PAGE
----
PICTORIAL SUMMARY, PART 1/
Operation Barbarossa, the German invasion of the Soviet Union, started on 22 June 1941, and all the Waffen-SS formations participated (including the SS Reich, which was formally renamed to SS Das Reich by the Fall of 1941).
|Men and horses of the SS Cavalry Brigade. September 1941.
The war in the Soviet Union proceeded well at first, but the cost to the Waffen-SS was extreme: by late October the Leibstandarte was at half strength due to enemy action and dysentery that swept through the ranks. Das Reich lost 60% of its strength and was still to take part in the Battle of Moscow. The unit was decimated in the following Soviet offensive. The Der Führer Regiment was reduced to 35 men out of the 2,000 that had started the campaign in June. Altogether, the Waffen-SS had suffered 43,000 casualties.
While the Leibstandarte and the SS divisions were fighting in the front line, behind the lines it was a different story. The 1st SS Infantry and 2nd SS Infantry Brigades, which had been formed from surplus concentration camp guards of the SS-TV, and the SS Cavalry Brigade moved into the Soviet Union behind the advancing armies. At first they fought Soviet partisans and cut off units of the Red Army in the rear of Army Group South, capturing 7,000 prisoners of war, but from mid-August 1941 until late 1942 they were assigned to the Reich Main Security Office headed by Reinhard Heydrich. The brigades were now used for rear area security and policing, and were no longer under Army or Waffen-SS command. In the autumn of 1941, they left the anti-partisan role to other units and actively took part in the Holocaust. While assisting the Einsatzgruppen, they participated in the liquidation of the Jewish population of the Soviet Union, forming firing parties when required. The three brigades were responsible for the murder of tens of thousands by the end of 1941.
Because it was more mobile and better able to carry out large-scale operations, the SS Cavalry Brigade played a pivotal role in the transition to the wholesale extermination of the Jewish population. On 27 July, the Brigade was ordered into action, and by 1 August the SS Cavalry Regiment was responsible for the death of 800 people; by 6 August, this total had reached 3,000 "Jews and partisans". On 1 August, after a meeting between Himmler, Erich von Bach-Zelewski and Hinrich Lohse, the brigades received the following order: "Explicit order by RFSS: All Jews must be shot. Drive the female Jews into the swamps."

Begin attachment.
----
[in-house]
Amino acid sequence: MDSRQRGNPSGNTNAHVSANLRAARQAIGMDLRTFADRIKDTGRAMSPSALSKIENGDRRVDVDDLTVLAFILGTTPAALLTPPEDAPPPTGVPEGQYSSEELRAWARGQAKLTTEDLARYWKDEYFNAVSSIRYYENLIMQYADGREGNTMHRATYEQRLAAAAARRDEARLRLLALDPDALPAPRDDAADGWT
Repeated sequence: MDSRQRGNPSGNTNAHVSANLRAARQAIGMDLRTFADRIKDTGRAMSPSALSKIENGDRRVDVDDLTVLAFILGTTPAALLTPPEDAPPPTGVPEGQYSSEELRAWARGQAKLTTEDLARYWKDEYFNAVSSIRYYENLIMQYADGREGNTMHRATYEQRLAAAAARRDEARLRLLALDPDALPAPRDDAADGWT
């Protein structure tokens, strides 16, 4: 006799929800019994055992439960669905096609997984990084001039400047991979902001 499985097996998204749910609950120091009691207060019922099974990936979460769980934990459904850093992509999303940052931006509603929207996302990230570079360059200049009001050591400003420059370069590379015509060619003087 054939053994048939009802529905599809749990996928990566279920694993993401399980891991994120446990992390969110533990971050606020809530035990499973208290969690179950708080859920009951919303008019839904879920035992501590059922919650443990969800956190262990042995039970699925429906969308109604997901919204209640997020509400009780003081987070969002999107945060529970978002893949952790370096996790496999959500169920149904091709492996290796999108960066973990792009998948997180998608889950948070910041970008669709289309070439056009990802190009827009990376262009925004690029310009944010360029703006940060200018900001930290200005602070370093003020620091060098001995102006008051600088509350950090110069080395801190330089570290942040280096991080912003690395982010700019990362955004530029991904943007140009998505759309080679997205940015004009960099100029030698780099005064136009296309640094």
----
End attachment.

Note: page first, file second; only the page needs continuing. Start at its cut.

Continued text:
Gustav Lombard, on receiving the order, advised his Battalion that "In future not one male Jew is to remain alive, not one family in the villages."Throughout the next weeks, soldiers of SS Cavalry Regiment 1 under Lombard's command murdered an estimated 11,000 Jews and more than 400 dispersed soldiers of the Red Army.
A German war correspondent with the Waffen SS soldiers seen before Battle of Kursk. SS-Obersturmführer Friedrich Kriegsberichter Zschäckel was a veteran war reporter who went first with SS Panzer Division "Das Reich" in the attack towards Moscow in 1941. In early 1942 he was with the Division "Nord" and then stayed in France with "Leibstandarte" in the summer of the same year. In 1943 he joined with "Totenkopf" during the battle at Kharkov, and then came back with "Das Reich"during Kursk. In 1944 he was with "Hitlerjugend" in Normandy, and is believed to have died in October 1944 (a German documents collected along with archival sheet at the U.S. National Archives say the exact same thing: "believed to have died in October 1944" without any additional information). Zschäckel won the Iron Cross Class 1, and was promoted to Obersturmführer on 20 April 1943. This made him one of the highest ranked Waffen-SS war photographer, who went covered most fronts and divisions! The photo above shows Zschäckel in an anti-tank trench during the first days of Operation Zitadelle July 1943. This photo was taken by SS-KB Hermann Groenert serving with the division "Totenkopf".